Justin Saeheng was recently the Head of Construction Technology at Stanley X, where he was responsible for the division’s strategy, vision, and overall operations. During his time there, he set up Stanley Black & Decker’s first construction technology team and launched their software platform as well as completed the first acquisition in this space for the company. Prior to Stanley X, Justin led product teams across various startups and large enterprises. Most recently, he was at a Series A software startup leading the Supply Chain team on first-to-market logistics SaaS features. Justin was also a product manager at Uber Freight and Adobe. Early in his career, he worked in venture capital and strategy consulting.
He is also a member of Measure Square’s Advisory Board. He’s certainly been a valuable source of insight.
So here’s an interview we had with him:
Q: What were some of the lessons learned at Uber?
A: Culture eats strategy and it was very visible at Uber amongst the many teams that operated. There’s not just 1 culture at a company, there will always be micro cultures within different teams, functions and products which will lead to motivation (or demotivation) driving productivity for the specific team.
Leadership needs to have clear priorities for the rest of the business to align to and operate. Without having defined and rational goals for the business, teams will ultimately turn to each other, compete for resources and become more unproductive.
Customer obsession is key to understanding user needs, areas of opportunities and areas that are not in scope. We frequently talked to customers, rode with customers and visited their work whenever we could because that’s where a lot of the insights came from.
Q: You spent the past couple years at Stanley, where you focused on building their construction software division. So what are some of the interesting trends in the space?
A: Construction robotics is a very interesting opportunity that still has massive potential. Only a few companies are pioneering the space and really driving toward scale beyond a few pilots. I’m excited to see what other robotic opportunities are developed in addition to automating simple manual tasks which is already ground breaking.
Computer vision and 360 degree capture gained a lot of momentum last year with many companies raising subsequent rounds at higher valuations. These companies take 360 photos that are captured at a job site to maintain progress reporting and/or quality control by comparing actual build-to-the-3D-model overlay.
Wearables and IoT is a very interesting trend to monitor. In some of our previous attempts, getting the field to adopt an IoT device on their PPE or even on their phones could run into issues, such as consistent adoption, leadership buy-in, connectivity issues, or even unions. However, in the quest for the holy grail in matching productivity to estimating projects, getting the actual productivity has proved to be the bigger hurdle due to these issues. As some of their barriers break down, such as leadership buy-in turns into mandates from the top or improved connectivity, there can be a really interesting opportunity to marry both IoT and 360 degree progress capture to get an accurate productivity metric.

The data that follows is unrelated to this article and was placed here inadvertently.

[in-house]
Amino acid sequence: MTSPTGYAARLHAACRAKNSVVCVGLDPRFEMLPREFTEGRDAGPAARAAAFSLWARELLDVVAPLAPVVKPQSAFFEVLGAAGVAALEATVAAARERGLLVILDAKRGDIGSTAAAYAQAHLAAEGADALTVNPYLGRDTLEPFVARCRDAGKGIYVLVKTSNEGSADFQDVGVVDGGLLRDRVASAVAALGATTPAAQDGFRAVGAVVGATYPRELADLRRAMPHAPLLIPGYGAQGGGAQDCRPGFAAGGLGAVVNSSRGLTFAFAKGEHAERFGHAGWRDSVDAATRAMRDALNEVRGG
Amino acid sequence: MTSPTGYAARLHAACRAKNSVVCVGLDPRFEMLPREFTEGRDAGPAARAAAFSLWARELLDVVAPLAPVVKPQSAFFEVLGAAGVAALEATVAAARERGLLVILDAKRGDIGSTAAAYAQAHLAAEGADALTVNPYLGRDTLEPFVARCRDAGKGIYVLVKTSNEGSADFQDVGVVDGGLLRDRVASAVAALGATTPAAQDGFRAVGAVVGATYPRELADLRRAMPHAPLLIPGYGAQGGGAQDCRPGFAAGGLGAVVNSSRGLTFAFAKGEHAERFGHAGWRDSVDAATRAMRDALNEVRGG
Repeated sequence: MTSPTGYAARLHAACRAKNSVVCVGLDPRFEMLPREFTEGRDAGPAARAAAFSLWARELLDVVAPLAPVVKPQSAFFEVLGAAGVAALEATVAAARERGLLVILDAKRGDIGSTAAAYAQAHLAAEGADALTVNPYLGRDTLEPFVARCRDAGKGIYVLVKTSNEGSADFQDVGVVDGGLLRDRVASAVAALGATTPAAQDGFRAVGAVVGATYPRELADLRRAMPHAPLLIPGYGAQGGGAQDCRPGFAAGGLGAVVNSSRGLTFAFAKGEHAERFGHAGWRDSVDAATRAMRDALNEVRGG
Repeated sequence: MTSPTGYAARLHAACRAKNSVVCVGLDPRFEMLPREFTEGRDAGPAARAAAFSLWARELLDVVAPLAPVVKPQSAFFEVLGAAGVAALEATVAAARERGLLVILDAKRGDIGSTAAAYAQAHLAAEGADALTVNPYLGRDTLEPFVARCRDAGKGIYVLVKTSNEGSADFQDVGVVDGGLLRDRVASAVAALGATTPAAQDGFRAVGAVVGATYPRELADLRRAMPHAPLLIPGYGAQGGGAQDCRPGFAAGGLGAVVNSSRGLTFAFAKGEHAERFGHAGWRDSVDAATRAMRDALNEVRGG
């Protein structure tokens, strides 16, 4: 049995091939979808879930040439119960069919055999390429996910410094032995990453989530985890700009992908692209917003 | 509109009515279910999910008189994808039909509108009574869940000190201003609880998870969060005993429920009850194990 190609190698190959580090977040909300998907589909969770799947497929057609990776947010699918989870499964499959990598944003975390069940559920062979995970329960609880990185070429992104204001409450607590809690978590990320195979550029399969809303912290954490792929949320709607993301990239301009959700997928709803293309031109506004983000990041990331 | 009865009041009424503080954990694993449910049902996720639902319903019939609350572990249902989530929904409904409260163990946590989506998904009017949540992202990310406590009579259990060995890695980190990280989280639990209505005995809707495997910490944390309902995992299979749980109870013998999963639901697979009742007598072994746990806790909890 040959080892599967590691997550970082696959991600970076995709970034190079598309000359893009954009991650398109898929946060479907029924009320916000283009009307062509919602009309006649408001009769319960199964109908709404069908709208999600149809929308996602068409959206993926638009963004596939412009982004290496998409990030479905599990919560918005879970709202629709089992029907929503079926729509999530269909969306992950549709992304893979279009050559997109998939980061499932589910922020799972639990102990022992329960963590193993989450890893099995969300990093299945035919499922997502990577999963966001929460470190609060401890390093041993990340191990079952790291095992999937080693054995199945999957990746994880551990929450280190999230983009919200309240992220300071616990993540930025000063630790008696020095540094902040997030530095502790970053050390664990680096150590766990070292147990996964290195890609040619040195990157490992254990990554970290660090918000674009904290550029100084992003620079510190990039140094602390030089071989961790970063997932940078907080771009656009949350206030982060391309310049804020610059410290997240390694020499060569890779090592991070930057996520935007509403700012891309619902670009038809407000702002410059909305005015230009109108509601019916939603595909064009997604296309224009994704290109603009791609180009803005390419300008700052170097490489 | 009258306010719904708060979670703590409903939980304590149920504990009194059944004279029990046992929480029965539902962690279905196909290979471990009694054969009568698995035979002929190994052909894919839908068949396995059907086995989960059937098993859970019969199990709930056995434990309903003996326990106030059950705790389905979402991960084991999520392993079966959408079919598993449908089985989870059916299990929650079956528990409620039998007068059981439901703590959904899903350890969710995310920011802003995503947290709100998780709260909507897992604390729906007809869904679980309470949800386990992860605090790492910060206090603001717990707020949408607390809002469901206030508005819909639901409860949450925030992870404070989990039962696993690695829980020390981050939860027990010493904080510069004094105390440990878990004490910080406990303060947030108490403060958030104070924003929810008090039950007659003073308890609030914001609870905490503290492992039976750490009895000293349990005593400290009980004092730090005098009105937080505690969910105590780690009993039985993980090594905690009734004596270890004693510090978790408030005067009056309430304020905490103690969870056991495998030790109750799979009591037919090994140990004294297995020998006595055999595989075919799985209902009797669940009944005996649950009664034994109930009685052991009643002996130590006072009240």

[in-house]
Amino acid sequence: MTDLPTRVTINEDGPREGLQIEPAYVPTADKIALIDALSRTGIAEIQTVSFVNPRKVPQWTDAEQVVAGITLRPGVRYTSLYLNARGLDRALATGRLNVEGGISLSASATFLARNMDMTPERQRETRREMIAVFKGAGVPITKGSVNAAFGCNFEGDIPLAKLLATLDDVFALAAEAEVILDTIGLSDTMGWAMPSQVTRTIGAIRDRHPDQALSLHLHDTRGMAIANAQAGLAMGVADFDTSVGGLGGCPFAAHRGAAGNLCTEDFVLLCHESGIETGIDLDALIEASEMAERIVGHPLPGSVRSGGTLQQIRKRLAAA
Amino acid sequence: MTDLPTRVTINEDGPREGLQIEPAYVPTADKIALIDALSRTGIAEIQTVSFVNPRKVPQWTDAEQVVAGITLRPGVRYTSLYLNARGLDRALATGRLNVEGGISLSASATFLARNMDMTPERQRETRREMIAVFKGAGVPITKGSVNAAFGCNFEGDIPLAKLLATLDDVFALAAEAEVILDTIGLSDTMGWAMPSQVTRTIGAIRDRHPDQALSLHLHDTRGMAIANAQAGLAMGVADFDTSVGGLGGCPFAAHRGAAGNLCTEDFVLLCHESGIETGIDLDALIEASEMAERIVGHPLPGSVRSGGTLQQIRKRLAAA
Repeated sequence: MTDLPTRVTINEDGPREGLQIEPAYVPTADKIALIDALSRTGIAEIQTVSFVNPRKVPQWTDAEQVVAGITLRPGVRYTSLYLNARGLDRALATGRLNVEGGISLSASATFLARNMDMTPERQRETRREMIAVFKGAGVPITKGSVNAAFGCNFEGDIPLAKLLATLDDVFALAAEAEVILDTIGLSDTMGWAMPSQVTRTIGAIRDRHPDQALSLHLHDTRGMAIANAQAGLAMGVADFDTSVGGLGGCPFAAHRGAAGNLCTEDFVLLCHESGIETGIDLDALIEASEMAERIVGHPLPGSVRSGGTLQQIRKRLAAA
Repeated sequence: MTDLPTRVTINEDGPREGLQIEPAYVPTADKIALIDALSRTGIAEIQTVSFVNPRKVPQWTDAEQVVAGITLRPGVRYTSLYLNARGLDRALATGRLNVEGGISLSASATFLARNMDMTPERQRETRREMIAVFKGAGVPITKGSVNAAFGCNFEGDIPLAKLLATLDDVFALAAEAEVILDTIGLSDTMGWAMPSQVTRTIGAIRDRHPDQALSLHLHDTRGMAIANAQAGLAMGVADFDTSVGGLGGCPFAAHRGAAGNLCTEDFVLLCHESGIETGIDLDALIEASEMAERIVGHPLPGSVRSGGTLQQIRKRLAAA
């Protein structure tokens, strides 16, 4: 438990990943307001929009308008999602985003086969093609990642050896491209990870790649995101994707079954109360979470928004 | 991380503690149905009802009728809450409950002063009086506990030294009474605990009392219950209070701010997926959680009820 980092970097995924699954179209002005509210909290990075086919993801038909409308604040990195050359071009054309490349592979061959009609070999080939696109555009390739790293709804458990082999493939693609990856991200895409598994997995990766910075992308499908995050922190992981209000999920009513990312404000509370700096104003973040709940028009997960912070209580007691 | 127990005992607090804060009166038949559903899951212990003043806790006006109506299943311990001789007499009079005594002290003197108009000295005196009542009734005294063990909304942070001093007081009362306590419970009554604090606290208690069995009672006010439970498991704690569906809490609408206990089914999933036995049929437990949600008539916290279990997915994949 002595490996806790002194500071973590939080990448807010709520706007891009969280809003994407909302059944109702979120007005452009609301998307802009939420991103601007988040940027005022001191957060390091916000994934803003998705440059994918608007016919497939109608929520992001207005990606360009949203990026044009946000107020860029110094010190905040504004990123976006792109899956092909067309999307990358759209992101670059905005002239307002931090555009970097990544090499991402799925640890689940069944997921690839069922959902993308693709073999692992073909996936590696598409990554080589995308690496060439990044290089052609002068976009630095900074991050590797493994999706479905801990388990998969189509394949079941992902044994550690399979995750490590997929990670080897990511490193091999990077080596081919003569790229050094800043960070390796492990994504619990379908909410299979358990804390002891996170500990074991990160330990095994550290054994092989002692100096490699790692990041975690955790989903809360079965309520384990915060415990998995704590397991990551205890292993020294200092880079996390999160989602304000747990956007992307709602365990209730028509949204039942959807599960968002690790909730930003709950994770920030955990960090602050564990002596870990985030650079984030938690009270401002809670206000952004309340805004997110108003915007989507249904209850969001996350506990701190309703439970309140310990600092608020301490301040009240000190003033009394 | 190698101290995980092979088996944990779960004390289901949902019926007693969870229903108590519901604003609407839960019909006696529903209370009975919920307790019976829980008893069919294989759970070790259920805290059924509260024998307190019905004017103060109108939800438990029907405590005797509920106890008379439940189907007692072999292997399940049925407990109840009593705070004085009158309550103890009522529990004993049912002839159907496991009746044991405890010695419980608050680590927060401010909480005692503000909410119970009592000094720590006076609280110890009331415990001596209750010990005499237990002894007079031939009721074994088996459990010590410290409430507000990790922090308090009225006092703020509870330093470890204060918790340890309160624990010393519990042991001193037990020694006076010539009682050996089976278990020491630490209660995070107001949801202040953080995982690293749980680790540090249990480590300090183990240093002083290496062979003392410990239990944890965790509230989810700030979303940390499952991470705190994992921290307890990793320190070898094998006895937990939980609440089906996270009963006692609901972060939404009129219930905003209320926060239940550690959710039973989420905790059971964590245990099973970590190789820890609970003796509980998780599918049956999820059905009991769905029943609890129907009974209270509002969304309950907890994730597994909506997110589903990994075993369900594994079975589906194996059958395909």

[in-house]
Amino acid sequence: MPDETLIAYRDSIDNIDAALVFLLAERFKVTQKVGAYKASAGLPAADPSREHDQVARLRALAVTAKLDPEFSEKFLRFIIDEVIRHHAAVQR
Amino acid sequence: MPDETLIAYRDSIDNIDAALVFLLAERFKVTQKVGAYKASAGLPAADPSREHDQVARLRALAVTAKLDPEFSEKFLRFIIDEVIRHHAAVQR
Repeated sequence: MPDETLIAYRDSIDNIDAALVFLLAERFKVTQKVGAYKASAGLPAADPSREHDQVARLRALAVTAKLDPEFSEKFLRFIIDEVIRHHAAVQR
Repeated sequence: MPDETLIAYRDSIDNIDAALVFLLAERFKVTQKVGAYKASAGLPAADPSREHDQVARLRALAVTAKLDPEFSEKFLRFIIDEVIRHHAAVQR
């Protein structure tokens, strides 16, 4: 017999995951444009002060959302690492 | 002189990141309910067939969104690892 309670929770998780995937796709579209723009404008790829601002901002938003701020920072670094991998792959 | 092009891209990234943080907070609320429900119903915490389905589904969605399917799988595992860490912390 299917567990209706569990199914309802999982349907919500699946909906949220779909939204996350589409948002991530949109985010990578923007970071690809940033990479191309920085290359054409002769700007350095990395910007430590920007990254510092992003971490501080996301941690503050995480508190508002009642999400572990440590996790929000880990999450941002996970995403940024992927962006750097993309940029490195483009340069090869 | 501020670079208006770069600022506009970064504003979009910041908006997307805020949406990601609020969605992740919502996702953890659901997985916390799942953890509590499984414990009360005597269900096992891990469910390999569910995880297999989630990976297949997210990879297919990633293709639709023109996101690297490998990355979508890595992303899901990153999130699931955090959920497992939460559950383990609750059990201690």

Q: How about the opportunities for construction software?
A: Construction AI being applied to construction workflows. Right now there’s a lot of software apps out there that solve common workflows like design, bidding, task management, reporting etc. However, the industry is just at the beginning of collecting the data it needs to move toward AI level prediction and/or automation for these common workflows. AI is already being used for the robotics piece but there’s still a lot of manual workflows that can benefit from machine learning and AI.
Note: Here’s an article about best practices to leverage construction technologies on a job site.
Q: You recently joined the Measure Square advisory board. Your thoughts about the company?
A: What I typically look for in a company is the leadership, the product, and the overall culture. I was really impressed by Measure Square’s team and leadership because of their humility but willingness to take feedback. For a company that knows its space so well inside and out, they were open and receptive to partnership opportunities, feedback on their product from customers and third parties as well as learning from other companies. Their product is simple to use and intuitive for their industry which also can be used in other trades as well. I particularly liked how they’ve digitized the flow from estimation to quoting all without having to print out more paper and email various documents just to get a job started. The team itself has a warm culture that’s inviting to anyone interested to learn about the business and what they do. What was particularly impressive was the speed of how quickly they can build or adjust a product based on some feedback. For a team that’s dispersed across the globe and for its size, it is truly unique and special.
I also like how Measure Square has been able to build a platform for different environments. The mobile app works great in the field, with integrations to popular laser distance measuring devices. You can also easily create estimates on site, which helps to drive sales.
Then there is Measure Square’s commercial software which allows for the design of complex and sophisticated projects from commercial construction to multi-family.
The company also continues to invest heavily in new products. For example, JobTracker is a powerful mobile app that tracks projects. A key benefit is the connection to Measure Square’s takeoff data. This means much less manual data entry!
So I’m excited to advise this amazing team and line of trusted products!